Umeko was born in Husiko Kotan, Obihiro in 1932. She always loved to sing and play the Mukkuri since she was very little. The Mukkuri is a local version of the Jew‘s harp made from bamboo and you can hear it all over the album. She became one of the most famous players of the Mukkuri, and she was also a member of Obihiro Ainu cultural preservation society. Umeko was one of the most important people in Hokkaido with traditional Ainu cultural knowledge.

How did you know her?
I met Umeko in the late 1990s, when traditional music still stayed in the community and the singing wasn’t passed on to later generations. Most young people lost the motivation to learn. I mean, people didn’t believe that they could sing any better than the old folks. So, singers in Hokkaido were getting old. Umeko was one of them, but she was someone special. Her voice is very much the authentic Ainu style, with a little bit of Minyo (Japanese folk) flavor in it. She studied Minyo when she was young, which is why Umeko could get used to a modern recording manner quickly. She loved new challenges. In Ainu culture there is a tradition of respecting the elder generation very much. Umeko was the first Ainu elder with the open mind to create new music with the new generation.

Umeko-Ando-Portrait2003_by Oki-Kano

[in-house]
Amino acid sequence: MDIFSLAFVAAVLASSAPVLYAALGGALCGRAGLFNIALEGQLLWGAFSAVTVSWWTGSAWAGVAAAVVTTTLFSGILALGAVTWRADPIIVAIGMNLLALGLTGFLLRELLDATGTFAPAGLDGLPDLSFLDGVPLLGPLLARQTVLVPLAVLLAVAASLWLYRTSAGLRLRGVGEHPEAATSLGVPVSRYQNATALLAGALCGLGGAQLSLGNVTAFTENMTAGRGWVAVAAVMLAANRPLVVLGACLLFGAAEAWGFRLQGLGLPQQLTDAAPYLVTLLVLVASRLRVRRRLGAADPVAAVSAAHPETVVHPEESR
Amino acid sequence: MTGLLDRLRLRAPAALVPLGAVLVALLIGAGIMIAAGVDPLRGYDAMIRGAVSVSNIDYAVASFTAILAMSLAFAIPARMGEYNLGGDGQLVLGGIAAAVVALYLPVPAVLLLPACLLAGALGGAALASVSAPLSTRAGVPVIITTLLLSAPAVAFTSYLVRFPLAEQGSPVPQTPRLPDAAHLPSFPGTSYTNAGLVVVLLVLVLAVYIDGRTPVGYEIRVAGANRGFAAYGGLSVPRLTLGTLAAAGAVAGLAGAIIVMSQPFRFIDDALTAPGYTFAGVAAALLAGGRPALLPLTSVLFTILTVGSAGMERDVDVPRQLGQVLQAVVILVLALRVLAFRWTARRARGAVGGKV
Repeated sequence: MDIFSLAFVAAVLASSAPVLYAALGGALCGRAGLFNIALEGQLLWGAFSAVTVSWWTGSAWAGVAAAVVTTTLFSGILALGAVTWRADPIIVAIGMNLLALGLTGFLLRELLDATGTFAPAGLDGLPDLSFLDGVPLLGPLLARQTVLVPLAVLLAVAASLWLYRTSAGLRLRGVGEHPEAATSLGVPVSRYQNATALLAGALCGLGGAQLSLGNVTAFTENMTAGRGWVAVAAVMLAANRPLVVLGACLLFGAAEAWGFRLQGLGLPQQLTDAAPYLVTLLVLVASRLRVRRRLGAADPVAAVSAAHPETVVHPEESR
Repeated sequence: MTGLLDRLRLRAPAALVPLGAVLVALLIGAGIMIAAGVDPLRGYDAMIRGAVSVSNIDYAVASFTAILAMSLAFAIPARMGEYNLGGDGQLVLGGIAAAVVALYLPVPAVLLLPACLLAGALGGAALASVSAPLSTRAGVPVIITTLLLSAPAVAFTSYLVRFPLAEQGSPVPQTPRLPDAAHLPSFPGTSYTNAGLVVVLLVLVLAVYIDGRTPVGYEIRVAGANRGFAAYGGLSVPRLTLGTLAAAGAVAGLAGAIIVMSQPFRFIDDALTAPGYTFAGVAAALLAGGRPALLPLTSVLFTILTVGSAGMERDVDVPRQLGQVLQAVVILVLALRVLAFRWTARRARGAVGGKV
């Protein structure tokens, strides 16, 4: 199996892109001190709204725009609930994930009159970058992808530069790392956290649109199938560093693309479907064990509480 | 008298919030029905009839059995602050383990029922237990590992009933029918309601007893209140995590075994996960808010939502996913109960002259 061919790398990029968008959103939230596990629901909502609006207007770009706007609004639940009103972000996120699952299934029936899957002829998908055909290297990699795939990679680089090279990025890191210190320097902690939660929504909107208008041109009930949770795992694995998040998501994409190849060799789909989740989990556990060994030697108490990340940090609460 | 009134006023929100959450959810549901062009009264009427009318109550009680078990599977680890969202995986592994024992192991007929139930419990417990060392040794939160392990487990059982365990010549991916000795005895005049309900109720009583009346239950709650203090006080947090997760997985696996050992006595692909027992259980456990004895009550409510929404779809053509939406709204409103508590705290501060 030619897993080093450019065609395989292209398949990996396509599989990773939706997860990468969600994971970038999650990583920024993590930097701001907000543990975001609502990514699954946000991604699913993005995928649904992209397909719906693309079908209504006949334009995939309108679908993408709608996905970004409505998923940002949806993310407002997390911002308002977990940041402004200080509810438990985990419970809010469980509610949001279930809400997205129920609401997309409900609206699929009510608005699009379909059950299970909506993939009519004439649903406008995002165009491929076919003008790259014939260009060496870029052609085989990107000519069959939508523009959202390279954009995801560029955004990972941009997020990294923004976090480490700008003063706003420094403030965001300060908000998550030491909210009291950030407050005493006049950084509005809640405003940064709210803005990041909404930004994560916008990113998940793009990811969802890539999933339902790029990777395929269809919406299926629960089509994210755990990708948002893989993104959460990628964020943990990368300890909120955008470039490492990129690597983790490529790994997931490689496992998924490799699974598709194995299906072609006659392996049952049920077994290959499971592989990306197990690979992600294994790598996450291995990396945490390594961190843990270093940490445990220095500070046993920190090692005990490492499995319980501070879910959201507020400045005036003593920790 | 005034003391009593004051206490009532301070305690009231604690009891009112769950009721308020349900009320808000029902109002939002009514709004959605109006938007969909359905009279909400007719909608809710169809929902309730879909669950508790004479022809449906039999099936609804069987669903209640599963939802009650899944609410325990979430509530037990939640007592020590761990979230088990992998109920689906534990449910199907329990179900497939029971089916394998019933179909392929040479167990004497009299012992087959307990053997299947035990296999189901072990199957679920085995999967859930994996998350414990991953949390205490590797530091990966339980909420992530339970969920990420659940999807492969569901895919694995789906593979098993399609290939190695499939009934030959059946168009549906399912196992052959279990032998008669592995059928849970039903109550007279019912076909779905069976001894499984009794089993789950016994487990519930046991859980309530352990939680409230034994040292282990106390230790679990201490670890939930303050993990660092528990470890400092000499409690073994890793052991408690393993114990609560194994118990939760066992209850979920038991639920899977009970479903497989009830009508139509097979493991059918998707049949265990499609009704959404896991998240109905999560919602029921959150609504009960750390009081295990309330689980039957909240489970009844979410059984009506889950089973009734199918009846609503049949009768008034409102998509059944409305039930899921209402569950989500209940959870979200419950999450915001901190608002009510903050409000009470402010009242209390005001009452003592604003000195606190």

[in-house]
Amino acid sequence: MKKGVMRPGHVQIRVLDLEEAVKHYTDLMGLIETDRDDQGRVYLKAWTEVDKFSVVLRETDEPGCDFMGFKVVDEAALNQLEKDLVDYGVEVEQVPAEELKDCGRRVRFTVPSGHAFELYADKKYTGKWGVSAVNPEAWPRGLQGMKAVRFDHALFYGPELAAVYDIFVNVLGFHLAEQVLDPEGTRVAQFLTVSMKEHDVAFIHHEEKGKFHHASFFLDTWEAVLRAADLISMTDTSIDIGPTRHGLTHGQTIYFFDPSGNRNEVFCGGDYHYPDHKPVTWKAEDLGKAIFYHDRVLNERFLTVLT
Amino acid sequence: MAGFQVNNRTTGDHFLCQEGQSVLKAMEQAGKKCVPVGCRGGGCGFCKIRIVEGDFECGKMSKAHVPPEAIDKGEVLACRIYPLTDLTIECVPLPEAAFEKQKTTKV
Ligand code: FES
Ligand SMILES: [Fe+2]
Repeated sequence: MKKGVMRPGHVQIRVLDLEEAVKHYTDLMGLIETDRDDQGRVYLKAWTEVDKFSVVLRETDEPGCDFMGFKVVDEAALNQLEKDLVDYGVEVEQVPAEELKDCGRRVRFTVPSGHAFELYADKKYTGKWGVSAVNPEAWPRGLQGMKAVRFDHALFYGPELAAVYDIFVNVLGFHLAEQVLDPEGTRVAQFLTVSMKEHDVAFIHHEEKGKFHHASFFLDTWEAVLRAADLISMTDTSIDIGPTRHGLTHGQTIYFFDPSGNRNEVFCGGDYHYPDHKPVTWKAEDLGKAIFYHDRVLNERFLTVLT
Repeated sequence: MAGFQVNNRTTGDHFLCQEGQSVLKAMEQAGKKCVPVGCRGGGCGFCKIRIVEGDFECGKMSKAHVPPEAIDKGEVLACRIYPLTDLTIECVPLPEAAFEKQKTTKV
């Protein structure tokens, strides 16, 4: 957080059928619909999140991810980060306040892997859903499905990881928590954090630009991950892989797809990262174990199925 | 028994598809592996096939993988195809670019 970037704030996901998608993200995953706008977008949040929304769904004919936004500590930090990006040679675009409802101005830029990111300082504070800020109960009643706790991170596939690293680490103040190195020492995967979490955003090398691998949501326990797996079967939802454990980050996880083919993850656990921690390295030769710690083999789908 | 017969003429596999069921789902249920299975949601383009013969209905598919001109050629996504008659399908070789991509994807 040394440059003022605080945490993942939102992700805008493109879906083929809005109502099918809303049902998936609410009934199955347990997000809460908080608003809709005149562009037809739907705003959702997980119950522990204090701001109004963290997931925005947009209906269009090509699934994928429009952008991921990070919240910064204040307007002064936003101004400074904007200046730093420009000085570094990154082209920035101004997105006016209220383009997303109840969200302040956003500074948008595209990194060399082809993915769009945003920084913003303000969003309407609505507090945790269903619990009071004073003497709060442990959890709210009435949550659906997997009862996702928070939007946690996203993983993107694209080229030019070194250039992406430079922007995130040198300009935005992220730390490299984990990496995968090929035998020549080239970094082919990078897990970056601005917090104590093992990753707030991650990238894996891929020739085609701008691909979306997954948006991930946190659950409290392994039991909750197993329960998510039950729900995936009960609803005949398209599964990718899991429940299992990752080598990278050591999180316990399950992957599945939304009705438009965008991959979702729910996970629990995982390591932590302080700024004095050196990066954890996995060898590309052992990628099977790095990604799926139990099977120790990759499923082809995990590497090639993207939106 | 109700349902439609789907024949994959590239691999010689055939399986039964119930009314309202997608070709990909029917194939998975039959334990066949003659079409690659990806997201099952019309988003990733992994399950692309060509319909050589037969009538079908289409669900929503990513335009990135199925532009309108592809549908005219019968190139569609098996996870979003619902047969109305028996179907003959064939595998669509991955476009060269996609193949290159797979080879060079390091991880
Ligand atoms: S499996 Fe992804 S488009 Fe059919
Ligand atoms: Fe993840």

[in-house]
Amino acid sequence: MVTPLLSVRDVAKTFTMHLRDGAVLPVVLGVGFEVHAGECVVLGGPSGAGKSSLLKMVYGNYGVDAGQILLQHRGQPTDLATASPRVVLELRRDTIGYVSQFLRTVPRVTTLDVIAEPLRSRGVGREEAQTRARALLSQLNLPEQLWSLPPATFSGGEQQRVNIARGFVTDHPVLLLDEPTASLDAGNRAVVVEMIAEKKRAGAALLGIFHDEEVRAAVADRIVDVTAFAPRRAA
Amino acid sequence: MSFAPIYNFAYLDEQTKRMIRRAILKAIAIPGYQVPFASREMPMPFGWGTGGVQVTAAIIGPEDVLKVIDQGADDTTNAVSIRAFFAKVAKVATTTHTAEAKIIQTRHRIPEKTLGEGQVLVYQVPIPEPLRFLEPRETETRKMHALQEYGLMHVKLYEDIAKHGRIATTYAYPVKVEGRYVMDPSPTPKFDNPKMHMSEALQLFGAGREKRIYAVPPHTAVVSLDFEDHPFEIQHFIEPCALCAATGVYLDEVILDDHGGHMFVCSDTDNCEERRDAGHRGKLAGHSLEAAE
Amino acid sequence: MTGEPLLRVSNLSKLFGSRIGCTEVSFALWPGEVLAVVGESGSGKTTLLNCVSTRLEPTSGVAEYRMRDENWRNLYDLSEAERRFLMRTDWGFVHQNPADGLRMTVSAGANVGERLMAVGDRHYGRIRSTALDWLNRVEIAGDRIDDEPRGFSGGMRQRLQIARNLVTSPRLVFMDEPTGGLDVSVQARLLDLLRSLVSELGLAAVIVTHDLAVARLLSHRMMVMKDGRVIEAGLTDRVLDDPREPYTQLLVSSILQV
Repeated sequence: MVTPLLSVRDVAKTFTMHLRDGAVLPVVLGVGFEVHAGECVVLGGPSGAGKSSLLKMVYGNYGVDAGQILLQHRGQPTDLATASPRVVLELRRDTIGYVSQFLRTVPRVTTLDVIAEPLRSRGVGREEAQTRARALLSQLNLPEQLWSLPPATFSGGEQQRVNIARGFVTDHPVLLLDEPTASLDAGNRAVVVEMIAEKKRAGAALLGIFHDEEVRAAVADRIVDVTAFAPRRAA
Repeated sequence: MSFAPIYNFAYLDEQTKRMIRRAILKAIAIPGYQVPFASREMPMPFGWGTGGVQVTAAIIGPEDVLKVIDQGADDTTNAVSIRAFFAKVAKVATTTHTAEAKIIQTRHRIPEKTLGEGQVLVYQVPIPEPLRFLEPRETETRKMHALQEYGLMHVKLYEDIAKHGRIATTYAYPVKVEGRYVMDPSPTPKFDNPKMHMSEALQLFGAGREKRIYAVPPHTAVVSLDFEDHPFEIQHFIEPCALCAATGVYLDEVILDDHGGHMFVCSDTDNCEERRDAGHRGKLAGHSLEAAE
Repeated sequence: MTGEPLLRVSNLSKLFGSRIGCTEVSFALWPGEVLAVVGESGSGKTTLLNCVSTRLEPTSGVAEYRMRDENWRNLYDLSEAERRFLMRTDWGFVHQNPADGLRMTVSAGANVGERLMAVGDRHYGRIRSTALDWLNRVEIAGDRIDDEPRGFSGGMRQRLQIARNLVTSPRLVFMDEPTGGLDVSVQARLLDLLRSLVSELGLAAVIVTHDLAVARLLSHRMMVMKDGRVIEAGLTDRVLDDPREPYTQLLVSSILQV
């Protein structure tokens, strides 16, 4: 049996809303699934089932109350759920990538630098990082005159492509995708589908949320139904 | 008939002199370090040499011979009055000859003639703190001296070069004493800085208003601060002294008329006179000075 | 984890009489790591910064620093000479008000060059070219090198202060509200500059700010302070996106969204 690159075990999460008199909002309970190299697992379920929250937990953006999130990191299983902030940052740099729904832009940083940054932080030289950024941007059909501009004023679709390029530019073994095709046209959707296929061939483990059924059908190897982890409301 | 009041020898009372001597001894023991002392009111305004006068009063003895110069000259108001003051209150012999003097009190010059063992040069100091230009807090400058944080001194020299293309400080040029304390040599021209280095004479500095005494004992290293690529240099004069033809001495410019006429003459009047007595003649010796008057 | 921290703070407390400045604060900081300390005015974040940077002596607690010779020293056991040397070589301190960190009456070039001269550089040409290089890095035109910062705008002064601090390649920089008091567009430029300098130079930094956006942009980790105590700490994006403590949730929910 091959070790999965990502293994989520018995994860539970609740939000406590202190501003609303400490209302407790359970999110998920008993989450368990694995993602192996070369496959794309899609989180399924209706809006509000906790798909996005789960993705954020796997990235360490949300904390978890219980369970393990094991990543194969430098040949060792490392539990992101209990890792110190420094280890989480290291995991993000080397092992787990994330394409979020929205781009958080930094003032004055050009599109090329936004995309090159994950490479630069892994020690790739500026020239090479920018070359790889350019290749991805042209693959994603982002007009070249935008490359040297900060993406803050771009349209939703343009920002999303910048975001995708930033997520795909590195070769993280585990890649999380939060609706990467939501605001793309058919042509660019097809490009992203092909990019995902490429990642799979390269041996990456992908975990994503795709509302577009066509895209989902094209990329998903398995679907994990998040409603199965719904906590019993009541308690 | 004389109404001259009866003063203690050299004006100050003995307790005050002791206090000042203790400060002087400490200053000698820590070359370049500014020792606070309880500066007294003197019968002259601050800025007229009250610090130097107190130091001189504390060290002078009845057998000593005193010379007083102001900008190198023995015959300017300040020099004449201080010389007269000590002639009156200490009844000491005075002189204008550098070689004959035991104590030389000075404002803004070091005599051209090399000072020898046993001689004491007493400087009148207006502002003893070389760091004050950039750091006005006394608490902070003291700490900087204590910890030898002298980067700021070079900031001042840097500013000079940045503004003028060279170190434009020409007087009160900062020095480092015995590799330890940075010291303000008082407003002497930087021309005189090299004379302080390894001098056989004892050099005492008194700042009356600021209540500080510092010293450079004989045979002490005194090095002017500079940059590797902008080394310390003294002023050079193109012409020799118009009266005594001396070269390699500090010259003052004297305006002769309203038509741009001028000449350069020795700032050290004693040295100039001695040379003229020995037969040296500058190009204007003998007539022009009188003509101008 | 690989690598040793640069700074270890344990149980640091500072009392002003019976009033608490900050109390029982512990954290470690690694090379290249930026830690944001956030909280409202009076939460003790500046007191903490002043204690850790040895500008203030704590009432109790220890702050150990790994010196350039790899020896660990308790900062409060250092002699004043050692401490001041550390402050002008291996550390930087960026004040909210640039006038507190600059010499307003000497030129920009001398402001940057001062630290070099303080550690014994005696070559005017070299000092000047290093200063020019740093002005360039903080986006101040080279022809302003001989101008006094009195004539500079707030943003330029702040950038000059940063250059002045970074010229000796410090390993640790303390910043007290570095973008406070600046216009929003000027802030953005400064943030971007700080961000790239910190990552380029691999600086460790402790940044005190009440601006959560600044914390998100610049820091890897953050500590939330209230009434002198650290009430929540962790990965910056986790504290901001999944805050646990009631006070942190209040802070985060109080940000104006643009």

Umeko Ando (Photo by Oki Kano)

You say that Ainu culture had been oppressed, what is the story behind it?
It’s a very long story. The island of Hokkaido is located in the north of Japan, and the Japanese have tried to assimilate our culture over the centuries. The government forced the Ainu lifestyle to change because in their eyes the Ainu needed to be Japanese. If the Ainu were Japanese, then the government could prove that Hokkaido, Karahuto (Sakhalin), and the Chisima Islands were Japanese territory. When Umeko Ando was young, the Ainu language was forbidden. It was seriously tough to live with an Ainu identity back then. Her parents generation gave up speaking Ainu to their children to hide their identity in order to survive. But within the communities, Ainu language and music were still passed on to later generations. As Ainu people, we don’t have any desire to build a nation, but instead live in many regional communities.